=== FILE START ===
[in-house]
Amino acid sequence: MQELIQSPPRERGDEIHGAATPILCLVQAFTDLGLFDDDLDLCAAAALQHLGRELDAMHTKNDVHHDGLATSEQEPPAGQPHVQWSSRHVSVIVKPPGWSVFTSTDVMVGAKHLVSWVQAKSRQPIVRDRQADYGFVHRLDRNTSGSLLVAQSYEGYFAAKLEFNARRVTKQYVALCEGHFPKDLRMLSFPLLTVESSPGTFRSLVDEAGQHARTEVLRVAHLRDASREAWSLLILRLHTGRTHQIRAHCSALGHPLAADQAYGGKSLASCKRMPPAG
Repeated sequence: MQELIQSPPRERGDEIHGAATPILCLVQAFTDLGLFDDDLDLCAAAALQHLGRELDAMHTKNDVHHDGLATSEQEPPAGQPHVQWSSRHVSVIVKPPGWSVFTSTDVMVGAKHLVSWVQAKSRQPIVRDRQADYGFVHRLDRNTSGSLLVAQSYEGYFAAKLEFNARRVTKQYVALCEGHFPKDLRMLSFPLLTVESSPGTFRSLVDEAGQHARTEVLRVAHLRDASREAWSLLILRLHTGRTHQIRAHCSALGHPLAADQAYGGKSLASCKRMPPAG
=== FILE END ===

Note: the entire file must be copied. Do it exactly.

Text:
[in-house]
Amino acid sequence: MQELIQSPPRERGDEIHGAATPILCLVQAFTDLGLFDDDLDLCAAAALQHLGRELDAMHTKNDVHHDGLATSEQEPPAGQPHVQWSSRHVSVIVKPPGWSVFTSTDVMVGAKHLVSWVQAKSRQPIVRDRQADYGFVHRLDRNTSGSLLVAQSYEGYFAAKLEFNARRVTKQYVALCEGHFPKDLRMLSFPLLTVESSPGTFRSLVDEAGQHARTEVLRVAHLRDASREAWSLLILRLHTGRTHQIRAHCSALGHPLAADQAYGGKSLASCKRMPPAG
Repeated sequence: MQELIQSPPRERGDEIHGAATPILCLVQAFTDLGLFDDDLDLCAAAALQHLGRELDAMHTKNDVHHDGLATSEQEPPAGQPHVQWSSRHVSVIVKPPGWSVFTSTDVMVGAKHLVSWVQAKSRQPIVRDRQADYGFVHRLDRNTSGSLLVAQSYEGYFAAKLEFNARRVTKQYVALCEGHFPKDLRMLSFPLLTVESSPGTFRSLVDEAGQHARTEVLRVAHLRDASREAWSLLILRLHTGRTHQIRAHCSALGHPLAADQAYGGKSLASCKRMPPAG